Asthma sufferers put at risk by poor inhaler useRuth Mabhiza
Asthma sufferers put at risk by poor inhaler use.
MORE than a million Britons risk having a potentially deadly asthma attack because of poor inhaler technique, a charity has warned.
“With so many different types of inhaler which are all used in different ways, it can be difficult for patients and healthcare professionals to know the correct way to use them.”
He added: It’s also easy for patients to get into bad habits or simply forget the best technique, especially if they have a new type of inhaler.”
If the inhaler is not positioned correctly, the medicine may stay in a person’s mouth or throat, meaning the full dose does not reach the lungs.
This can lead to side effects such as oral thrush and a sore throat.
Other mistakes include breathing too forcefully or not forcefully enough, not breathing in deeply, or not preparing the inhaler properly, such as shaking it before use.
National guidelines say patients should get their inhaler technique checked during a yearly review with either their GP or an asthma nurse.
Dr Whittamore said: “Even a small tweak to how someone uses their inhaler can make a huge difference and could prevent them having a life-threatening asthma attack.
“We’re urging people with asthma and healthcare professionals to watch the videos so they feel confident in how people can use their inhalers to stay well.”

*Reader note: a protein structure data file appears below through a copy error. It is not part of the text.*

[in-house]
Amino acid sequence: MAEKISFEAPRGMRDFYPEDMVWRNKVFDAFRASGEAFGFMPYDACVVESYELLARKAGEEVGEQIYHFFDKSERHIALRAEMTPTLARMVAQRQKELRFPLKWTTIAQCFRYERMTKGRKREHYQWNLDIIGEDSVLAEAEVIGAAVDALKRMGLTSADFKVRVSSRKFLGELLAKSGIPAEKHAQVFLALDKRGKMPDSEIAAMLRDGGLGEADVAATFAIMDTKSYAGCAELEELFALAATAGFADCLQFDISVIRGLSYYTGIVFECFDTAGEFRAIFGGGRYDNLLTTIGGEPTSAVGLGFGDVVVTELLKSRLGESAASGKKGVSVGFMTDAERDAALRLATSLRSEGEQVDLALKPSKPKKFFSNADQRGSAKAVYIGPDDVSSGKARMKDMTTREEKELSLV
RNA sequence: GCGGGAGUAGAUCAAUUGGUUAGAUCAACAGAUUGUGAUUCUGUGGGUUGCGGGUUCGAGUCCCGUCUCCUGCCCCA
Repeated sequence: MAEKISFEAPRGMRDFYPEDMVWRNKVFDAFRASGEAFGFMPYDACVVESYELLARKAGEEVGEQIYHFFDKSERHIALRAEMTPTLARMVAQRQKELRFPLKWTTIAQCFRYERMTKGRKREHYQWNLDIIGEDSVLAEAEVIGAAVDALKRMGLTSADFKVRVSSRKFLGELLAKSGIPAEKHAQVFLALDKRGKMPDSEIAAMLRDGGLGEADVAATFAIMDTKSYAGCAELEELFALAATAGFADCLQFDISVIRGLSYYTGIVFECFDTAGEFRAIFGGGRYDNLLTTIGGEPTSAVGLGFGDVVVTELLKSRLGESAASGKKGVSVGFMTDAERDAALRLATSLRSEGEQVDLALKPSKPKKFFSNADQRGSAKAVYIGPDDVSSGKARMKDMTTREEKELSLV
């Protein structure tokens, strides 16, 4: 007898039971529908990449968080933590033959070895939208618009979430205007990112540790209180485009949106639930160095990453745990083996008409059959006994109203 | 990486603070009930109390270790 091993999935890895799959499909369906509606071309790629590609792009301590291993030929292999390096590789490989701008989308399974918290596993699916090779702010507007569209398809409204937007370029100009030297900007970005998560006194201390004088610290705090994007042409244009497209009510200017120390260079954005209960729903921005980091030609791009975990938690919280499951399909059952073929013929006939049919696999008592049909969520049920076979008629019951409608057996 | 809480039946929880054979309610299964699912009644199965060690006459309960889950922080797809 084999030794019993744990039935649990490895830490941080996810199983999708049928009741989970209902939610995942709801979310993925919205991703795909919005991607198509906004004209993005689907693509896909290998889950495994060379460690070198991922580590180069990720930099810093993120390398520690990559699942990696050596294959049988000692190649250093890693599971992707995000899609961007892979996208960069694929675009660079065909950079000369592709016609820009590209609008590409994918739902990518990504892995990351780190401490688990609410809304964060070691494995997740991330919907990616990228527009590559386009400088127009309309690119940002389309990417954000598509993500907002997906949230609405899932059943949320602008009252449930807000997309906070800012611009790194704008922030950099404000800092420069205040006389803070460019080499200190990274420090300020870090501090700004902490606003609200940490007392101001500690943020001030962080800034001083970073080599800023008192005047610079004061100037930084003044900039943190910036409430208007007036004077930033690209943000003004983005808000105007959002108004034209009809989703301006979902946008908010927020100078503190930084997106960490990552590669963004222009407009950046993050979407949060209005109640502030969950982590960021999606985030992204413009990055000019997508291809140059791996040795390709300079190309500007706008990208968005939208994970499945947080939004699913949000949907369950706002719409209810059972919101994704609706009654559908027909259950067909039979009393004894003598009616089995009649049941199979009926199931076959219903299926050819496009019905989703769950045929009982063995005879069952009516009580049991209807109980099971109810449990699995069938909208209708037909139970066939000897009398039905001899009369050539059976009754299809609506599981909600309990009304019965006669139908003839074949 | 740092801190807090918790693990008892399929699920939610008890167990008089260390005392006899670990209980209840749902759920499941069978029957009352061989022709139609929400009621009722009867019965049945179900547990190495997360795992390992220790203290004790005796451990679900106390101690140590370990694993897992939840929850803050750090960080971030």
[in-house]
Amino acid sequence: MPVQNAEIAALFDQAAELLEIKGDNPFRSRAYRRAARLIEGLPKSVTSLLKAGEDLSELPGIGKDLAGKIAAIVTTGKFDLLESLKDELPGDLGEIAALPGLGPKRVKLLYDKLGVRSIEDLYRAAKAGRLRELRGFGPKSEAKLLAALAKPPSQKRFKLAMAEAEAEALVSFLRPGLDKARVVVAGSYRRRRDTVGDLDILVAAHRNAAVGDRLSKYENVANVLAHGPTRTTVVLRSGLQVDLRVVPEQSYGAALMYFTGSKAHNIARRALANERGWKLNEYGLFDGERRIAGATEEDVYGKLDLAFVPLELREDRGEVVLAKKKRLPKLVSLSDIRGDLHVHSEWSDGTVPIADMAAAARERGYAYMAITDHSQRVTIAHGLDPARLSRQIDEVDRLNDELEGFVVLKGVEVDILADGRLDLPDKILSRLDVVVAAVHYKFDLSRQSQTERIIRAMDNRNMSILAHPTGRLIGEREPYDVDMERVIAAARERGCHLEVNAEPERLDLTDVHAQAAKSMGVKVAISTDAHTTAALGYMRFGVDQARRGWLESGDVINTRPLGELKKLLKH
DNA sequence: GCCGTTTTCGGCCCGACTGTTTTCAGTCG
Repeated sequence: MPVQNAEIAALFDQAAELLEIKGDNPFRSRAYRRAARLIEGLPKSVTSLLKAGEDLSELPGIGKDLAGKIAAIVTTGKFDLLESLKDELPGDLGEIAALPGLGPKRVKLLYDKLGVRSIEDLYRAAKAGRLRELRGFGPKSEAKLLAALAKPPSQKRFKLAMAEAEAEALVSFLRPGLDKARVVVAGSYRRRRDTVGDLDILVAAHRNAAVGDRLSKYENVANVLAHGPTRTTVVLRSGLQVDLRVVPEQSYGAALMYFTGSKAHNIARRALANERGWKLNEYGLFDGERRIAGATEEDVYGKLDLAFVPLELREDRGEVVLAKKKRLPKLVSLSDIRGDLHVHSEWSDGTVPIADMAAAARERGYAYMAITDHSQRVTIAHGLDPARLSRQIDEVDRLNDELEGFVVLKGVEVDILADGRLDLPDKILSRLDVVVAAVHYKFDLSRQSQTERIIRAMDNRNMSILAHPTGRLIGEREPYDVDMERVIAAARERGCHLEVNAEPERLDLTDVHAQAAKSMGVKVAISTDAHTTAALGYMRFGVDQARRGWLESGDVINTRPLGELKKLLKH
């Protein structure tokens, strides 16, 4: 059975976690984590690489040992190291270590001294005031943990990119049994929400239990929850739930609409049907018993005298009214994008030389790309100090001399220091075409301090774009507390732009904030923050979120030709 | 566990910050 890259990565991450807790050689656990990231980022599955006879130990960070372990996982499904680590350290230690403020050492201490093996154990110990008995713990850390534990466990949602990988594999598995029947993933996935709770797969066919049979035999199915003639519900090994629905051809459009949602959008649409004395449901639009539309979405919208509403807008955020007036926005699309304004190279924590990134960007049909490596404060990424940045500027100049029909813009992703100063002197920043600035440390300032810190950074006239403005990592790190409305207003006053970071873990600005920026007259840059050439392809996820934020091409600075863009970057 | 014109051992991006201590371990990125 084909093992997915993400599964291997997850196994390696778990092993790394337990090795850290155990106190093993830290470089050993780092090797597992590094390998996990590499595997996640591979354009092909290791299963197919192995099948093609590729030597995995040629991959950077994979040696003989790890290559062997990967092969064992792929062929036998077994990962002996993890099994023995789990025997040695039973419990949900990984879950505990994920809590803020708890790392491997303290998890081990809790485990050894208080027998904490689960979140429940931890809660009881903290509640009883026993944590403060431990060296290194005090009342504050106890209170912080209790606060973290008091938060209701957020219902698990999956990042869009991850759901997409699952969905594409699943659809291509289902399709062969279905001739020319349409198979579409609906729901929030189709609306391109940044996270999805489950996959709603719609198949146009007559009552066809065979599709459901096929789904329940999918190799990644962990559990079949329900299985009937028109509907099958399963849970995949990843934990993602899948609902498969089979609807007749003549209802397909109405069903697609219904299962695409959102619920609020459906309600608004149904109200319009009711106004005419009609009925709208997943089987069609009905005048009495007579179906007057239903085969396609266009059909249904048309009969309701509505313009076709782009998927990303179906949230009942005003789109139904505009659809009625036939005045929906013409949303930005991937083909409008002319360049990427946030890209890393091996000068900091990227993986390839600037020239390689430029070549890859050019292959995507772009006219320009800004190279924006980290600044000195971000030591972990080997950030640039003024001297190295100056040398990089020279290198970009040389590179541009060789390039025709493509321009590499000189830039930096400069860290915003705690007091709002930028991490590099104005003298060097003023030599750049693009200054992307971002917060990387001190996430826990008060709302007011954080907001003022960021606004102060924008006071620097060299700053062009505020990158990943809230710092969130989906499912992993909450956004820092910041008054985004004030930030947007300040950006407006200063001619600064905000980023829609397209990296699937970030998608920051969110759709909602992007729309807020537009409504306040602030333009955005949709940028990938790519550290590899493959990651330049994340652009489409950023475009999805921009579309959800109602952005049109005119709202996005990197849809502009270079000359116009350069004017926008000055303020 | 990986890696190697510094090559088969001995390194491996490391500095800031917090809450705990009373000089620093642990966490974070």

Father-of-three Paul Wilson missed sessions on good inhaler technique – and ended up in hospital 48 times and had to be resuscitated on 25 occasions.
The youth worker, 44, from Beith, near Glasgow, said: “Looking back, I was just taking a puff and hoping for the best.”
Paul finally discovered that only 10-20 per cent of the medicine was reaching his lungs.
He said: “They showed me the correct inhaler technique and gave me a spacer to use, and the difference it has made to my asthma is incredible. I even ran the London Marathon for Asthma UK last year.
“I never thought that something so simple could completely turn my life around.”
Misuse can lead to side effects such as oral thrush and a sore throat
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